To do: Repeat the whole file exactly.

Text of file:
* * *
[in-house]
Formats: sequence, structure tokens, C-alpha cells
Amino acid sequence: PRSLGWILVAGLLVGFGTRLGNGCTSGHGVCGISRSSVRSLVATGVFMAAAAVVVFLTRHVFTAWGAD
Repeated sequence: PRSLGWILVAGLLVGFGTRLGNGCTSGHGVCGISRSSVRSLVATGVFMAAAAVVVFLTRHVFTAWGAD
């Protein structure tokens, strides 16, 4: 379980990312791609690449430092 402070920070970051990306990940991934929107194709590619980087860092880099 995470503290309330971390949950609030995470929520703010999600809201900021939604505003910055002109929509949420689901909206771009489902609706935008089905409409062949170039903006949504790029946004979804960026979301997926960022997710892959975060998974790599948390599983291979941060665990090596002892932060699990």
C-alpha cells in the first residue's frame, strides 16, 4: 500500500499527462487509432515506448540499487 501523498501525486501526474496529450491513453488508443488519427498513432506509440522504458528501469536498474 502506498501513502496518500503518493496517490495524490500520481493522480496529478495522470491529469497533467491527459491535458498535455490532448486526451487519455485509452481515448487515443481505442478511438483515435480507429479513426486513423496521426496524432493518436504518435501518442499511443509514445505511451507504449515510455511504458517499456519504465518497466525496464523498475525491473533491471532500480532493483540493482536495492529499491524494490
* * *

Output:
[in-house]
Formats: sequence, structure tokens, C-alpha cells
Amino acid sequence: PRSLGWILVAGLLVGFGTRLGNGCTSGHGVCGISRSSVRSLVATGVFMAAAAVVVFLTRHVFTAWGAD
Repeated sequence: PRSLGWILVAGLLVGFGTRLGNGCTSGHGVCGISRSSVRSLVATGVFMAAAAVVVFLTRHVFTAWGAD
């Protein structure tokens, strides 16, 4: 379980990312791609690449430092 402070920070970051990306990940991934929107194709590619980087860092880099 995470503290309330971390949950609030995470929520703010999600809201900021939604505003910055002109929509949420689901909206771009489902609706935008089905409409062949170039903006949504790029946004979804960026979301997926960022997710892959975060998974790599948390599983291979941060665990090596002892932060699990």
C-alpha cells in the first residue's frame, strides 16, 4: 500500500499527462487509432515506448540499487 501523498501525486501526474496529450491513453488508443488519427498513432506509440522504458528501469536498474 502506498501513502496518500503518493496517490495524490500520481493522480496529478495522470491529469497533467491527459491535458498535455490532448486526451487519455485509452481515448487515443481505442478511438483515435480507429479513426486513423496521426496524432493518436504518435501518442499511443509514445505511451507504449515510455511504458517499456519504465518497466525496464523498475525491473533491471532500480532493483540493482536495492529499491524494490